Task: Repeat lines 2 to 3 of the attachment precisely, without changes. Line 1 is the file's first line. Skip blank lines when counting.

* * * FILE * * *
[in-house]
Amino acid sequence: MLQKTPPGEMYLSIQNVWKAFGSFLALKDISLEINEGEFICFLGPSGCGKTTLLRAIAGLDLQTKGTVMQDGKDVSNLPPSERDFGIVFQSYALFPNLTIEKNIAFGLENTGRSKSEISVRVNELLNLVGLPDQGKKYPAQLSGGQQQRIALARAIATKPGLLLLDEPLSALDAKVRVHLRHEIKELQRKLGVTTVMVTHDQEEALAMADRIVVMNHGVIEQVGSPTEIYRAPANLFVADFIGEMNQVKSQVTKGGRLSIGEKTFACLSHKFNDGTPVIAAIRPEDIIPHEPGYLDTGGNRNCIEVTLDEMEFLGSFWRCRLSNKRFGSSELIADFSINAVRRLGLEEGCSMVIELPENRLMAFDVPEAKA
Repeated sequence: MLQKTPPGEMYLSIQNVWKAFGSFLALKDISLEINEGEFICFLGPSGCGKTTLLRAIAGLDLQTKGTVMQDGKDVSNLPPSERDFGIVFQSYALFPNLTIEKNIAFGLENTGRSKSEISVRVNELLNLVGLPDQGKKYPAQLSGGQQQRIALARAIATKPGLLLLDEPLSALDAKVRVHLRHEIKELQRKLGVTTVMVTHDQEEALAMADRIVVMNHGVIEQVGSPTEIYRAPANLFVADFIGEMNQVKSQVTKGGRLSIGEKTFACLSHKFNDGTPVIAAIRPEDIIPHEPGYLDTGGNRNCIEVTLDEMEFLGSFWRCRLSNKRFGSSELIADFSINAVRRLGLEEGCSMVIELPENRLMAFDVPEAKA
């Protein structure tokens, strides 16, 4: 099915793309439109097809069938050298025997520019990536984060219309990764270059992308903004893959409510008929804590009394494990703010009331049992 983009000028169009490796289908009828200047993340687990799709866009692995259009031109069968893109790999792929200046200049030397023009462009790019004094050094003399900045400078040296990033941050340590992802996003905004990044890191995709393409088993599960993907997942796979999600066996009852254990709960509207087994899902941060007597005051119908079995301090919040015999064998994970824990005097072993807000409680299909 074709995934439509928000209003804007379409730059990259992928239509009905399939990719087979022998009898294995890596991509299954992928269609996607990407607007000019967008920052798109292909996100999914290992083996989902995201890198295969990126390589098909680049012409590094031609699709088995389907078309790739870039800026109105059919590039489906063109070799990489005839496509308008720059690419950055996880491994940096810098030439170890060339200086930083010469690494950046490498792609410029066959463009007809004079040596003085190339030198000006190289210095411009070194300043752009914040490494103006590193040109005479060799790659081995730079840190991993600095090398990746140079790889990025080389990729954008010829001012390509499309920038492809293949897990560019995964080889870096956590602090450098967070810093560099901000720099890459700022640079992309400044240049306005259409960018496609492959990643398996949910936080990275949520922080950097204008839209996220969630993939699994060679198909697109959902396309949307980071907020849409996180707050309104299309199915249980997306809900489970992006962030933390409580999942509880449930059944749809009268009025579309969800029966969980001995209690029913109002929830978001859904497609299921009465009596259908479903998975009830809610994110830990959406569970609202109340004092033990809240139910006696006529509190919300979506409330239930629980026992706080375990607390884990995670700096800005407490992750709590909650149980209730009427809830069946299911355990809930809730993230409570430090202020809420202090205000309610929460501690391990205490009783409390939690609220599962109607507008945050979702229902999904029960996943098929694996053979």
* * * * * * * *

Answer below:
Amino acid sequence: MLQKTPPGEMYLSIQNVWKAFGSFLALKDISLEINEGEFICFLGPSGCGKTTLLRAIAGLDLQTKGTVMQDGKDVSNLPPSERDFGIVFQSYALFPNLTIEKNIAFGLENTGRSKSEISVRVNELLNLVGLPDQGKKYPAQLSGGQQQRIALARAIATKPGLLLLDEPLSALDAKVRVHLRHEIKELQRKLGVTTVMVTHDQEEALAMADRIVVMNHGVIEQVGSPTEIYRAPANLFVADFIGEMNQVKSQVTKGGRLSIGEKTFACLSHKFNDGTPVIAAIRPEDIIPHEPGYLDTGGNRNCIEVTLDEMEFLGSFWRCRLSNKRFGSSELIADFSINAVRRLGLEEGCSMVIELPENRLMAFDVPEAKA
Repeated sequence: MLQKTPPGEMYLSIQNVWKAFGSFLALKDISLEINEGEFICFLGPSGCGKTTLLRAIAGLDLQTKGTVMQDGKDVSNLPPSERDFGIVFQSYALFPNLTIEKNIAFGLENTGRSKSEISVRVNELLNLVGLPDQGKKYPAQLSGGQQQRIALARAIATKPGLLLLDEPLSALDAKVRVHLRHEIKELQRKLGVTTVMVTHDQEEALAMADRIVVMNHGVIEQVGSPTEIYRAPANLFVADFIGEMNQVKSQVTKGGRLSIGEKTFACLSHKFNDGTPVIAAIRPEDIIPHEPGYLDTGGNRNCIEVTLDEMEFLGSFWRCRLSNKRFGSSELIADFSINAVRRLGLEEGCSMVIELPENRLMAFDVPEAKA